THE Iraqi Communist Party condemned “repressive methods” used against protesters amid growing unrest over a deepening economic crisis and shortages of electricity and water across the country.
Iraqis have taken to the streets and public squares in Basra, Baghdad, Babylon province, Maysan, Najaf, Nasiriyah, Kut and other areas to demonstrate against the central government’s failure to deal with shortages of essential goods.
But authorities have clamped down on dissent by shooting at the protesters with live bullets and arresting them.
The head of Bani Saad council called for Baghdad to deal with growing “popular anger” after desperate protesters stormed the municipal offices after a demonstration in the town centre today.
Rasul al-Husseini warned: “The demonstration was an expression of popular anger over the water and electricity crisis,” he said calling for action from the Iraqi government.
Mr Husseini called for “quick measures to contain the angry revolution in Bani Saad” and that “urgent solutions” were needed to stop the situation escalating.
Iraqi communists reaffirmed support for the “just and legitimate demands of the new wave of the protest movement and the masses of our people,” urging civil, democratic and national forces in Iraq to join the demonstrations.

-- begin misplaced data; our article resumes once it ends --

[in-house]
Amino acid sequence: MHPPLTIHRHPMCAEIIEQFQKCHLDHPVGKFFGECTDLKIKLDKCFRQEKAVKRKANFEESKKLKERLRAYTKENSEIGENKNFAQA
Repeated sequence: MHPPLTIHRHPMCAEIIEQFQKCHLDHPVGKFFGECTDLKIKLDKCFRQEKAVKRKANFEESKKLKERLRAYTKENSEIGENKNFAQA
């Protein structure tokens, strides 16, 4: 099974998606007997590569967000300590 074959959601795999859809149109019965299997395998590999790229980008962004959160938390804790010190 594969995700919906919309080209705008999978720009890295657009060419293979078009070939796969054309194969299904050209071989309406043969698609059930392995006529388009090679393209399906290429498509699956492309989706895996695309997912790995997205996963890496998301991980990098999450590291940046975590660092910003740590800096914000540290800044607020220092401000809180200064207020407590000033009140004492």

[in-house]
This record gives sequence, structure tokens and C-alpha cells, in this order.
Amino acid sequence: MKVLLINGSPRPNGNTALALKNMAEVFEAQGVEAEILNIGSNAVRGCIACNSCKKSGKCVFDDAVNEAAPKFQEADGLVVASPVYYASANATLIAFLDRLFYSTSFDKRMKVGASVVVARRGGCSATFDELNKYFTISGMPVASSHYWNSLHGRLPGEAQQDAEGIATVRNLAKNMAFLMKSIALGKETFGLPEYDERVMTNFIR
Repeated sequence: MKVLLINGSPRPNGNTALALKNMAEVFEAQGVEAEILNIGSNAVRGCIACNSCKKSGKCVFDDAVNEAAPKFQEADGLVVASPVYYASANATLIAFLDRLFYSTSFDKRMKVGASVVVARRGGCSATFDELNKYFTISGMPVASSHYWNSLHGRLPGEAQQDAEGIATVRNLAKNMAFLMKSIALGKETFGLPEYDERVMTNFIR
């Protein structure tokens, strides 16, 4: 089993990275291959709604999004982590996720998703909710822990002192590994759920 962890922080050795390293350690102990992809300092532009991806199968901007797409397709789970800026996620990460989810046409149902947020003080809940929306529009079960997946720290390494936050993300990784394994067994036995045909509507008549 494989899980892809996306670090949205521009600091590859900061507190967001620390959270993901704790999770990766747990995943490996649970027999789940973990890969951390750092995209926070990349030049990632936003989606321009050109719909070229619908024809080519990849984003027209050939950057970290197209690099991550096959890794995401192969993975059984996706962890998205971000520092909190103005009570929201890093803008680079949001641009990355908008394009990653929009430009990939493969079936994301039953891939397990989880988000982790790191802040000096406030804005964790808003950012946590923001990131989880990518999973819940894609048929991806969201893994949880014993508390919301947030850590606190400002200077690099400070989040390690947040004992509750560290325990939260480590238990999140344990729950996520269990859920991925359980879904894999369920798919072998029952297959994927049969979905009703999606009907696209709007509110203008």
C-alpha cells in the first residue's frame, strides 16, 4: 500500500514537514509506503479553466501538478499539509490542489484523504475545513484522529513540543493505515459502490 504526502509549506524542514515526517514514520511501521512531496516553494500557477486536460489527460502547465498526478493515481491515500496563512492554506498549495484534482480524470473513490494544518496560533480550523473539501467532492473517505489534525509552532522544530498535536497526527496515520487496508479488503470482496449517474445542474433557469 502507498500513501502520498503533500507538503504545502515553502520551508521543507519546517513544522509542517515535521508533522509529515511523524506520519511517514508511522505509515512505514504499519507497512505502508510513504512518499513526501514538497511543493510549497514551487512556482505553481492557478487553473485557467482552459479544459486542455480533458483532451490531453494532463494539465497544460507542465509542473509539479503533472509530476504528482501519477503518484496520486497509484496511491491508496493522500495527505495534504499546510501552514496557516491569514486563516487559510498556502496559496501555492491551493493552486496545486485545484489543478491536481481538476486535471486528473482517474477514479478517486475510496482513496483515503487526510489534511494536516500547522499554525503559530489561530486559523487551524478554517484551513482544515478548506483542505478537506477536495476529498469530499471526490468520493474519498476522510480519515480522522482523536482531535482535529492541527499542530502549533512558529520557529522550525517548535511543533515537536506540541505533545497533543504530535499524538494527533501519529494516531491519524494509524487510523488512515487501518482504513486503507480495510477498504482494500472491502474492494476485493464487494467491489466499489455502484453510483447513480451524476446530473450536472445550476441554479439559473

“The powerful are fighting for what perpetuates their monopoly power and the people starve and suffer from poverty and disease,” the party blasted.
But it warned that the government must allow protesters the right to demonstrate, condemning the “repressive measures” taken against citizens which saw Saad Yaqub al-Mansouri shot dead and many other protesters injured.
“Our hearts are with our people and they live in the chapters of the tragedy in a country where oil revenues are increasing, without improving the standard of living and services for ordinary Iraqis,” the statement continued.
The party warned that the general situation and developments in Iraq underlined the importance of “starting the path of change and reform, rejecting the approach of sectarian and ethnic quotas and bringing about an efficient national alternative and a government capable of achieving tangible achievements for the people.”
The Iraqi Communist Party were part of the Sairoun coalition, an alliance with Islamist cleric Muqtada al-Sadr which topped the polls in May’s general election.
A manual recount is currently under way following allegations of electoral fraud and problems with the new electronic voting system.
It is not clear whether the recount will change the outcome of the election, but all parties have been urged to respect the result.
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